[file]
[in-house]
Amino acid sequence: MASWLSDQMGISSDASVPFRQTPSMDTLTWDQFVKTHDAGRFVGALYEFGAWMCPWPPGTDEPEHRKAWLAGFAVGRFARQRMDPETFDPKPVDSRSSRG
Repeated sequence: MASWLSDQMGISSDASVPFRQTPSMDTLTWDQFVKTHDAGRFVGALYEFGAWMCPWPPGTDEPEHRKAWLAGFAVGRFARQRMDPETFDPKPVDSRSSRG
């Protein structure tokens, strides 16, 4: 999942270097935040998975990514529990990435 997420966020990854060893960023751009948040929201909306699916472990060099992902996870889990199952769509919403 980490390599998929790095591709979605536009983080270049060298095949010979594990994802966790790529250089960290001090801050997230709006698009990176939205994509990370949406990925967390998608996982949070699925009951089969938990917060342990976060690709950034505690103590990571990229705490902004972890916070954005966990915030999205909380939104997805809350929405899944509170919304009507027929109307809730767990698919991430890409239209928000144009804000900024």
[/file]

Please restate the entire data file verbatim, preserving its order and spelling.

[in-house]
Amino acid sequence: MASWLSDQMGISSDASVPFRQTPSMDTLTWDQFVKTHDAGRFVGALYEFGAWMCPWPPGTDEPEHRKAWLAGFAVGRFARQRMDPETFDPKPVDSRSSRG
Repeated sequence: MASWLSDQMGISSDASVPFRQTPSMDTLTWDQFVKTHDAGRFVGALYEFGAWMCPWPPGTDEPEHRKAWLAGFAVGRFARQRMDPETFDPKPVDSRSSRG
């Protein structure tokens, strides 16, 4: 999942270097935040998975990514529990990435 997420966020990854060893960023751009948040929201909306699916472990060099992902996870889990199952769509919403 980490390599998929790095591709979605536009983080270049060298095949010979594990994802966790790529250089960290001090801050997230709006698009990176939205994509990370949406990925967390998608996982949070699925009951089969938990917060342990976060690709950034505690103590990571990229705490902004972890916070954005966990915030999205909380939104997805809350929405899944509170919304009507027929109307809730767990698919991430890409239209928000144009804000900024």